Everyone has this picture in their head of what homelessness looks like. For some, it’s bums in tents, somewhere in the woods or under a highway overpass, drinking and drugging to their heart's content. Others, particularly in larger cities, see the men or women sleeping on park benches, at bus or train stops, or in a pinch on church steps. My image was that of old drunks with holes in their socks riding the rails, like a 1920s comic strip. Yet, when it happened to me, none of these images would prove to be my fate.
In the early fall of 2003, I was a young 20-year-old with a wife and a 9-month-old baby. I had made a series of foolish errors in moving from where I was living in Huntington, WV to my hometown in Ohio then back to Huntington again with little regard for money or employment. Upon my unheralded arrival back in Huntington, we were dead broke. We were driving someone else’s car (with their permission) and had nothing but what was in it. I had no family to turn to at the time, so I reluctantly pulled into the parking lot of the Huntington City Mission. I was scared, out of options, and was slowly realizing I was a complete and utter failure.
As an aside, realize that neither I nor my wife had come from “bad” or “irresponsible” upbringings. My father was and still is a practicing physician and my upbringing was so white-bread, gee golly normal that it it bores me to even think about. My wife came from a single parent home, but her mother worked her way from nothing to be a police officer and was, by all accounts, stricter and less forgiving than my own folks were. I say this to say the only sin we committed to fall to the point of homelessness was being young and stupid. That’s all it took.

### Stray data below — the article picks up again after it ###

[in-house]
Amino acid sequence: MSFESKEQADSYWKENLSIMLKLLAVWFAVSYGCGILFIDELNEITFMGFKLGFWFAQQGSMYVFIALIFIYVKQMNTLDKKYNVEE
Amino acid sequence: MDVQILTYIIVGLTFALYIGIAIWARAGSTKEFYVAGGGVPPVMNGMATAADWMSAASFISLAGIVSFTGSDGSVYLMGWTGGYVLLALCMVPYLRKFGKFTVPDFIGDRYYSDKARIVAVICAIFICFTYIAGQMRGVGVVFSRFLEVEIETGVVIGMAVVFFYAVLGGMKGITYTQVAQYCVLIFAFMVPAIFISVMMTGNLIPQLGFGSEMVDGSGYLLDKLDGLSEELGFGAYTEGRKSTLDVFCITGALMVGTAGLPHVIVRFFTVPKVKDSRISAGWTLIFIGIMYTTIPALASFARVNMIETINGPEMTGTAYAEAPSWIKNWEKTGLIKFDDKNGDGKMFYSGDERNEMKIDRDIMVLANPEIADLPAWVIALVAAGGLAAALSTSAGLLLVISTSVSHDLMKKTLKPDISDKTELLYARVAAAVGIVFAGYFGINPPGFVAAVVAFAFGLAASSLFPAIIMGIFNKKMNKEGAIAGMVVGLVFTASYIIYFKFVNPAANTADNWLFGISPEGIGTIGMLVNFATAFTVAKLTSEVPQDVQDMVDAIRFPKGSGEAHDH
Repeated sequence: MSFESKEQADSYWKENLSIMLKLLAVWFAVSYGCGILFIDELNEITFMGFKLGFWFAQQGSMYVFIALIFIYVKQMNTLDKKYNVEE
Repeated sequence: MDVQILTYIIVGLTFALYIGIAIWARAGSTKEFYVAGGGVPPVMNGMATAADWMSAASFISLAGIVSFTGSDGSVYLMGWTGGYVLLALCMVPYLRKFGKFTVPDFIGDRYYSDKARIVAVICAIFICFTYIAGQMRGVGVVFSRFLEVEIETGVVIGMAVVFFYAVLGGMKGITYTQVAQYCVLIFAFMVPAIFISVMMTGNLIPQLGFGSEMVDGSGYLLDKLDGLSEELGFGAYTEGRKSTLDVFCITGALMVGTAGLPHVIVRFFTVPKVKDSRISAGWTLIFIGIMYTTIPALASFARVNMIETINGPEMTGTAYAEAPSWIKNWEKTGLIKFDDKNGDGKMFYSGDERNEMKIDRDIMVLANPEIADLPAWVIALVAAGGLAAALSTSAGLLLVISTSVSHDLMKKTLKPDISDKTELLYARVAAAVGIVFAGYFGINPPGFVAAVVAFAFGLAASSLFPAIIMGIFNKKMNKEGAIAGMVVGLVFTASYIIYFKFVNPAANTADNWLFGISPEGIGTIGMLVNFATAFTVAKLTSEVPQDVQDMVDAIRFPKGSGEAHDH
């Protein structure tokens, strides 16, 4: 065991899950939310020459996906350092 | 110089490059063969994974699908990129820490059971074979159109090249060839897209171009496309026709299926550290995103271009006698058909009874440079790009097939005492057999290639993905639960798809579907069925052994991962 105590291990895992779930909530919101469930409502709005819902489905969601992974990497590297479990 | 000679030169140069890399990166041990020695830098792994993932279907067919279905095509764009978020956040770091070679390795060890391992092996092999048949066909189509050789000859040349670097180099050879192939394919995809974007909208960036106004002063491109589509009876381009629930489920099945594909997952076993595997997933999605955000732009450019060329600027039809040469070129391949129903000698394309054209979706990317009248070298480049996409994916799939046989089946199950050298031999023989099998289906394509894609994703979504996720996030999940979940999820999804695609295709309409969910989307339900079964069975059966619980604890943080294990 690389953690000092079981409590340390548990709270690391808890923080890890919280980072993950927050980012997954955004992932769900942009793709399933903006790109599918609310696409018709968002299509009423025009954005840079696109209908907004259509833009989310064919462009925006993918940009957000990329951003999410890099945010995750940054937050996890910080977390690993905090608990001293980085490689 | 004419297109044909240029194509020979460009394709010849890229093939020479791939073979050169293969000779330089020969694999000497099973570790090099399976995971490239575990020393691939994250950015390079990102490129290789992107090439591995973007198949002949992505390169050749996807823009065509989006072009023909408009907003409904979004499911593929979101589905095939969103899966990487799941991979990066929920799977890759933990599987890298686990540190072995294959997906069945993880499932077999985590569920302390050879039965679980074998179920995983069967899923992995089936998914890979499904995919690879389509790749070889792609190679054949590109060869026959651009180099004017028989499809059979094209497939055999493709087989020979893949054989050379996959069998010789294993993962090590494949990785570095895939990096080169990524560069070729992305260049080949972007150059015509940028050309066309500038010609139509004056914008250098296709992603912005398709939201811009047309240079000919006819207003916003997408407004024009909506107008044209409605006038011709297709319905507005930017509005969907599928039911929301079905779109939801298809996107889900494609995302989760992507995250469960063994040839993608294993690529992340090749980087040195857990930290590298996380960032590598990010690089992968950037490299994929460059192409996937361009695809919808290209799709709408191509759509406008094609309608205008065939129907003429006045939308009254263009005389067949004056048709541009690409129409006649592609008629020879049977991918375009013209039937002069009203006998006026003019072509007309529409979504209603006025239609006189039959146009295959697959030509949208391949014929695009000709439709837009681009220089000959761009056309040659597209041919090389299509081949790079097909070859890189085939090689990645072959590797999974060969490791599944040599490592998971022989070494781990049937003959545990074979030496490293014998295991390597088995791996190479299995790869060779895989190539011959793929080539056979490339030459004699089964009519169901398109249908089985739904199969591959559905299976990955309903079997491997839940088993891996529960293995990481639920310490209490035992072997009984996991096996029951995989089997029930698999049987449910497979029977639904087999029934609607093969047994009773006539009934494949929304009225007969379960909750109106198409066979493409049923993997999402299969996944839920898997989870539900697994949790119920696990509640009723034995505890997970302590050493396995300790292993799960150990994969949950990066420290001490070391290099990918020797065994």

Without going into names that I struggle to remember anyway, when we walked in we were sat in the large open lobby of the Huntington City Mission. It looked clean and sterile, almost like a clinic and had the faint aroma that a second-hand store always seems to have. There was also perfect, still silence. Not a sound to be heard. No clicking of keyboards, human voices, or doors shutting. Just a black hole of sound except for our breathing and my son worming around in his coat.
Eventually, a woman came out and introduced herself before taking us to her office. We told her our situation and how it had come about. I remember her being very polite but firm and could tell she was not someone to be trifled with. Over time, she told us she was the manager of the Women’s and Children’s area at the shelter, that there was a room with a bathroom for my wife and son, and by the way I will not be allowed to stay with them until I’ve lived over at the Men’s Shelter for some number of days. Here the real fear began. The above images I described—and a torrent of new, more horrible ones as well—ran through my mind. This was a bridge I had not been ready to cross. Staying with my family was one thing, staying alone was entirely another.
I politely asked for a moment to talk to my wife and the manager stepped out. We agreed she and my son should stay. By all accounts, it was safe, warm, and was the best option. I, on the other hand, would be leaving. I figured I could live in my car or eventually make some family or friend take me in until I could right the ship of my life. Having settled on this, the manager came back in and we informed her of our plan. This would not work, we were told, as if I left and came back, the days I had to spend at the Men’s Shelter would remain the same. There was no avoiding the fate of the good doctor’s son staying at the Men’s Shelter.